Menorrhagia in older women of reproductive age is typically due to uterine pathology, including fibroids, polyps, and adenomyosis. Nevertheless, other medical conditions such as uterine cancer, blood disorders, side effects from medication used, and liver or kidney illnesses may become contributing factors.
The differential diagnosis for menorrhagia
Your OBGYN physician will likely ask about your medical history and menstrual cycles. You may be asked to keep a diary of the days with and without bleeding, including records of how severe the discharge was and what hygiene measures were needed to keep it under control.
Your gynecologist will perform a physical examination and may recommend one or more tests or procedures, such as:
The blood sample can be tested for iron deficiency (anemia) and other conditions, such as thyroid disease or blood clotting disorders.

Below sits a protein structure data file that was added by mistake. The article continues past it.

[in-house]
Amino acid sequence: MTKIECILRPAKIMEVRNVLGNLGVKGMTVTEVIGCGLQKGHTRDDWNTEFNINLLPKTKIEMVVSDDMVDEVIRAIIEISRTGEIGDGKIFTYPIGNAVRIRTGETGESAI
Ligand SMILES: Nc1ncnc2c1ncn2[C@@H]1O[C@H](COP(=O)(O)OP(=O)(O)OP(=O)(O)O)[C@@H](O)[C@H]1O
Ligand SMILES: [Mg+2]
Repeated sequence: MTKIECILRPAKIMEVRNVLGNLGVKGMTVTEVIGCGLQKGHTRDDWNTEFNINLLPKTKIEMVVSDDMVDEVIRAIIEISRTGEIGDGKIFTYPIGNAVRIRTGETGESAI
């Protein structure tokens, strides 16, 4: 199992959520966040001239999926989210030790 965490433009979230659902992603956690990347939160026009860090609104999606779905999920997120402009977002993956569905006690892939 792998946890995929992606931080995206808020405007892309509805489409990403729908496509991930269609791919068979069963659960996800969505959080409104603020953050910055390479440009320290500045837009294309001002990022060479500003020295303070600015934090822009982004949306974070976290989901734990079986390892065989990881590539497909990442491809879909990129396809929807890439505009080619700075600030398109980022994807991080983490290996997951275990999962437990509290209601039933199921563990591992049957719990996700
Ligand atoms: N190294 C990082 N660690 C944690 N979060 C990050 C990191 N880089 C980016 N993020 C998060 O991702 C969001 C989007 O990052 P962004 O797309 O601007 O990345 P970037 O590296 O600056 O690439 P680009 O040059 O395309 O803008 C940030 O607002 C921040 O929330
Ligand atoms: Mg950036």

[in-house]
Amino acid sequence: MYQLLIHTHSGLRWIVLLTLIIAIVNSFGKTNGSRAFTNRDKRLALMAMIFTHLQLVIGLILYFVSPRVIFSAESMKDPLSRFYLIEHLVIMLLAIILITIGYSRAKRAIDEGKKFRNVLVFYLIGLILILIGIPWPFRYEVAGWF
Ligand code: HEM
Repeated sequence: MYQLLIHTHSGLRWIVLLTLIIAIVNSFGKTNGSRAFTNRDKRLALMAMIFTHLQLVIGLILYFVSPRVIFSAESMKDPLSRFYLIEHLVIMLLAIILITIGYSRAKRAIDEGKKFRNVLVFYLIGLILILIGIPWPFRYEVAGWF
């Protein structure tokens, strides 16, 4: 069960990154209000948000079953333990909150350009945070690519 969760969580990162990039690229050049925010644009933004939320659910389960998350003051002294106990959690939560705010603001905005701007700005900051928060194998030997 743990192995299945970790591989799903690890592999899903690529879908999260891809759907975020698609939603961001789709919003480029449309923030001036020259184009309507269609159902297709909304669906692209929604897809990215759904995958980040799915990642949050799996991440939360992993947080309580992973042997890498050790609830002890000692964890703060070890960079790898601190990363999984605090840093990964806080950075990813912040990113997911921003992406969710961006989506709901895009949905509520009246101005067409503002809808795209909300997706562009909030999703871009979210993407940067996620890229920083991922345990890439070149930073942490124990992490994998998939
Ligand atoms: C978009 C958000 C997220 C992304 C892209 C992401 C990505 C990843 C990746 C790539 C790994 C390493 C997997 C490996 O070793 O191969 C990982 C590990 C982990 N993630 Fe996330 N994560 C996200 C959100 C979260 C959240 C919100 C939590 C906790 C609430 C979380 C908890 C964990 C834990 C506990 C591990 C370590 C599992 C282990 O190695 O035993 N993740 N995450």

This test collects cells from the cervix and tests for infection, inflammation, or changes that could be cancerous or lead to cancer.
Your doctor may take a tissue sample inside the uterus for a pathologist to examine.
This test creates images of your uterus, ovaries, and pelvis based on reflection of the currents of ultrasound from your abdominal organs.
Based on the outcomes of initial tests, your gynecologist may propose further testing techniques, such as:
During sonohysterography, a fluid solution is instilled into the uterus through a tube inserted into the female’s vagina and cervix. The medical provider will then use ultrasound to look for problems in the lining of the uterus.
Hysteroscopy assumes an insertion of a thin and light device into the uterus through the vagina and cervix, allowing OBGYN practitioners to observe the uterus’s condition.
Natural treatment for menorrhagia
Once the severe issues are ruled out, you can focus on the natural balance of your hormones.
Improving gut health may be a viable strategy of treatment for menorrhagia.